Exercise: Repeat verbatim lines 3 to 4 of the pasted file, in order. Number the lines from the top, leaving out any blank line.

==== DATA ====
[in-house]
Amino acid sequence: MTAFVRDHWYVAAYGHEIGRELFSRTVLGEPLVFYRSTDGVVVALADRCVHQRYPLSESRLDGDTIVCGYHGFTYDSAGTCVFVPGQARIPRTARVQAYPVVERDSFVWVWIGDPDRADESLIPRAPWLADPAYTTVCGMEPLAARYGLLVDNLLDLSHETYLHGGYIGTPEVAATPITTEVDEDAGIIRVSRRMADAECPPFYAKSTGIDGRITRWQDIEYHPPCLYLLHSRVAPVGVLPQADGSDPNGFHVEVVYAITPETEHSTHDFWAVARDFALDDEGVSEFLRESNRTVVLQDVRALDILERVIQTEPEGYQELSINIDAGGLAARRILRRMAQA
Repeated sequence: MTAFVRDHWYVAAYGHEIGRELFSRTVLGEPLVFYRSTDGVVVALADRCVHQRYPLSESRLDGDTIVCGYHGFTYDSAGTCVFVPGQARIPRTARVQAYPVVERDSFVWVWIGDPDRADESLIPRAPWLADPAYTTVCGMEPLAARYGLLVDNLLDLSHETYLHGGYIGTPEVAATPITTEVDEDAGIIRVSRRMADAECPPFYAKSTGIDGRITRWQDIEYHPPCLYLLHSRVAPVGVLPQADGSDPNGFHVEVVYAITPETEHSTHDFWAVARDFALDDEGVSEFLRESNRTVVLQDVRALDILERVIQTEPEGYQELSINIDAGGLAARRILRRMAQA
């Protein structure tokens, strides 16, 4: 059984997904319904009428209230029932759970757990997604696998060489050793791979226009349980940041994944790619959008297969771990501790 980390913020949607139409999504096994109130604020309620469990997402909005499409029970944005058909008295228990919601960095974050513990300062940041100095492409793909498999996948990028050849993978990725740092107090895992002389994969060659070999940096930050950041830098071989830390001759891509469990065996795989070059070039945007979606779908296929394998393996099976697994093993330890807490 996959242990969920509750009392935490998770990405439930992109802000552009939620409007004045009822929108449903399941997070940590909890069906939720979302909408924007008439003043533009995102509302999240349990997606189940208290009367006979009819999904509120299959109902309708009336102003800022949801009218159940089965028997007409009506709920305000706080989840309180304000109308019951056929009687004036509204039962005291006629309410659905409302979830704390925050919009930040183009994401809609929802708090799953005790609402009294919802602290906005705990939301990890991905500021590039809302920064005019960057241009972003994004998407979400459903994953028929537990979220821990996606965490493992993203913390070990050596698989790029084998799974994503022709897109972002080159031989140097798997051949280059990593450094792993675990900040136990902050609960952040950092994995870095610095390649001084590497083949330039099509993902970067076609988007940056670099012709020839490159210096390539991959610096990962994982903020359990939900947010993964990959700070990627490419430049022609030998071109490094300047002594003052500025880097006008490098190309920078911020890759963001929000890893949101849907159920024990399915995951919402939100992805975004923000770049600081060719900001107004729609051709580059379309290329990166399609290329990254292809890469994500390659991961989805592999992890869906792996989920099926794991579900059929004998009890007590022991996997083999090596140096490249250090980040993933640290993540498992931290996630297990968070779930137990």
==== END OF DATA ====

Repeated sequence: MTAFVRDHWYVAAYGHEIGRELFSRTVLGEPLVFYRSTDGVVVALADRCVHQRYPLSESRLDGDTIVCGYHGFTYDSAGTCVFVPGQARIPRTARVQAYPVVERDSFVWVWIGDPDRADESLIPRAPWLADPAYTTVCGMEPLAARYGLLVDNLLDLSHETYLHGGYIGTPEVAATPITTEVDEDAGIIRVSRRMADAECPPFYAKSTGIDGRITRWQDIEYHPPCLYLLHSRVAPVGVLPQADGSDPNGFHVEVVYAITPETEHSTHDFWAVARDFALDDEGVSEFLRESNRTVVLQDVRALDILERVIQTEPEGYQELSINIDAGGLAARRILRRMAQA
């Protein structure tokens, strides 16, 4: 059984997904319904009428209230029932759970757990997604696998060489050793791979226009349980940041994944790619959008297969771990501790 980390913020949607139409999504096994109130604020309620469990997402909005499409029970944005058909008295228990919601960095974050513990300062940041100095492409793909498999996948990028050849993978990725740092107090895992002389994969060659070999940096930050950041830098071989830390001759891509469990065996795989070059070039945007979606779908296929394998393996099976697994093993330890807490 996959242990969920509750009392935490998770990405439930992109802000552009939620409007004045009822929108449903399941997070940590909890069906939720979302909408924007008439003043533009995102509302999240349990997606189940208290009367006979009819999904509120299959109902309708009336102003800022949801009218159940089965028997007409009506709920305000706080989840309180304000109308019951056929009687004036509204039962005291006629309410659905409302979830704390925050919009930040183009994401809609929802708090799953005790609402009294919802602290906005705990939301990890991905500021590039809302920064005019960057241009972003994004998407979400459903994953028929537990979220821990996606965490493992993203913390070990050596698989790029084998799974994503022709897109972002080159031989140097798997051949280059990593450094792993675990900040136990902050609960952040950092994995870095610095390649001084590497083949330039099509993902970067076609988007940056670099012709020839490159210096390539991959610096990962994982903020359990939900947010993964990959700070990627490419430049022609030998071109490094300047002594003052500025880097006008490098190309920078911020890759963001929000890893949101849907159920024990399915995951919402939100992805975004923000770049600081060719900001107004729609051709580059379309290329990166399609290329990254292809890469994500390659991961989805592999992890869906792996989920099926794991579900059929004998009890007590022991996997083999090596140096490249250090980040993933640290993540498992931290996630297990968070779930137990």